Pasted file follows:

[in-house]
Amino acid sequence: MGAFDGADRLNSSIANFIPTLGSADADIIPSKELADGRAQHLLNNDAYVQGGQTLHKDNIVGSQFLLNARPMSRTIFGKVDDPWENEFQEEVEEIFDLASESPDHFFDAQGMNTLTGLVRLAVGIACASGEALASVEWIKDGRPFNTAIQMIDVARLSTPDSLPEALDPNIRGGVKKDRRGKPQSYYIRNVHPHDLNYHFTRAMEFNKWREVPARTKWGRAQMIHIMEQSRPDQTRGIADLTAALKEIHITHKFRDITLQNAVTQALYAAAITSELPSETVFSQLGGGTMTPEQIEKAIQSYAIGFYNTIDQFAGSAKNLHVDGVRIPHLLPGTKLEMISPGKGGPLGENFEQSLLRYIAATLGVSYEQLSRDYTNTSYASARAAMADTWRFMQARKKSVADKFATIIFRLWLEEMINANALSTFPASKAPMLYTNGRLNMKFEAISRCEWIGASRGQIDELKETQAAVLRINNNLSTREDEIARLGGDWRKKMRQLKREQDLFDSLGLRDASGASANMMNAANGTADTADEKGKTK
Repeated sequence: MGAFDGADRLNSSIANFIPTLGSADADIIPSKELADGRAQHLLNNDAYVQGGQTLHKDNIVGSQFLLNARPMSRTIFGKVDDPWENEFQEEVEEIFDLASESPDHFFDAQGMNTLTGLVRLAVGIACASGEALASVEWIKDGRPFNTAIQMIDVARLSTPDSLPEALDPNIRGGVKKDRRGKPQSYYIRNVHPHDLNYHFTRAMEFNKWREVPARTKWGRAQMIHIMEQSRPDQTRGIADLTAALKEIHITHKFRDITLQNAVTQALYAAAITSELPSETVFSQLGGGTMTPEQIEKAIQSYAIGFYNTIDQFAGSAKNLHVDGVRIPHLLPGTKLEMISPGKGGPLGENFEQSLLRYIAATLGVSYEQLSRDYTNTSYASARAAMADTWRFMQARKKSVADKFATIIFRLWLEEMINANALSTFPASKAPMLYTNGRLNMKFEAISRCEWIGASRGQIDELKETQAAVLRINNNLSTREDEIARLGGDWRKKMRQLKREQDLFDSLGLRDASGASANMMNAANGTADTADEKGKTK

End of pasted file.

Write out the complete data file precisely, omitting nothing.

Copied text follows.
[in-house]
Amino acid sequence: MGAFDGADRLNSSIANFIPTLGSADADIIPSKELADGRAQHLLNNDAYVQGGQTLHKDNIVGSQFLLNARPMSRTIFGKVDDPWENEFQEEVEEIFDLASESPDHFFDAQGMNTLTGLVRLAVGIACASGEALASVEWIKDGRPFNTAIQMIDVARLSTPDSLPEALDPNIRGGVKKDRRGKPQSYYIRNVHPHDLNYHFTRAMEFNKWREVPARTKWGRAQMIHIMEQSRPDQTRGIADLTAALKEIHITHKFRDITLQNAVTQALYAAAITSELPSETVFSQLGGGTMTPEQIEKAIQSYAIGFYNTIDQFAGSAKNLHVDGVRIPHLLPGTKLEMISPGKGGPLGENFEQSLLRYIAATLGVSYEQLSRDYTNTSYASARAAMADTWRFMQARKKSVADKFATIIFRLWLEEMINANALSTFPASKAPMLYTNGRLNMKFEAISRCEWIGASRGQIDELKETQAAVLRINNNLSTREDEIARLGGDWRKKMRQLKREQDLFDSLGLRDASGASANMMNAANGTADTADEKGKTK
Repeated sequence: MGAFDGADRLNSSIANFIPTLGSADADIIPSKELADGRAQHLLNNDAYVQGGQTLHKDNIVGSQFLLNARPMSRTIFGKVDDPWENEFQEEVEEIFDLASESPDHFFDAQGMNTLTGLVRLAVGIACASGEALASVEWIKDGRPFNTAIQMIDVARLSTPDSLPEALDPNIRGGVKKDRRGKPQSYYIRNVHPHDLNYHFTRAMEFNKWREVPARTKWGRAQMIHIMEQSRPDQTRGIADLTAALKEIHITHKFRDITLQNAVTQALYAAAITSELPSETVFSQLGGGTMTPEQIEKAIQSYAIGFYNTIDQFAGSAKNLHVDGVRIPHLLPGTKLEMISPGKGGPLGENFEQSLLRYIAATLGVSYEQLSRDYTNTSYASARAAMADTWRFMQARKKSVADKFATIIFRLWLEEMINANALSTFPASKAPMLYTNGRLNMKFEAISRCEWIGASRGQIDELKETQAAVLRINNNLSTREDEIARLGGDWRKKMRQLKREQDLFDSLGLRDASGASANMMNAANGTADTADEKGKTK